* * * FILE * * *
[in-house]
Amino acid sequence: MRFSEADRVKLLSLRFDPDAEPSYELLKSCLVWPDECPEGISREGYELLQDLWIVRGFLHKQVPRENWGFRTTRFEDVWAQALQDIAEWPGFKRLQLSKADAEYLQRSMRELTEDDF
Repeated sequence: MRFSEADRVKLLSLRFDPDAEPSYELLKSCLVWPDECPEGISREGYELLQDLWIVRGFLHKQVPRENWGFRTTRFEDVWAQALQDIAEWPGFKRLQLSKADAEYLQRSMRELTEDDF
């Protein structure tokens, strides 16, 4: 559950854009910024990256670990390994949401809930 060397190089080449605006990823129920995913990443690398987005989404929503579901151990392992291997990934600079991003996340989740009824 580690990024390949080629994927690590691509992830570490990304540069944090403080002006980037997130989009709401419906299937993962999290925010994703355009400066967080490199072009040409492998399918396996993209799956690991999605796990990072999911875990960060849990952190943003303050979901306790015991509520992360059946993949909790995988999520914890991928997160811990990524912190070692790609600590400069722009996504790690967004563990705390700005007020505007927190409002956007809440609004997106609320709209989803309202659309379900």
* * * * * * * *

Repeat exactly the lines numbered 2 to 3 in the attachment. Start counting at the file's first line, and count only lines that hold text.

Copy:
Amino acid sequence: MRFSEADRVKLLSLRFDPDAEPSYELLKSCLVWPDECPEGISREGYELLQDLWIVRGFLHKQVPRENWGFRTTRFEDVWAQALQDIAEWPGFKRLQLSKADAEYLQRSMRELTEDDF
Repeated sequence: MRFSEADRVKLLSLRFDPDAEPSYELLKSCLVWPDECPEGISREGYELLQDLWIVRGFLHKQVPRENWGFRTTRFEDVWAQALQDIAEWPGFKRLQLSKADAEYLQRSMRELTEDDF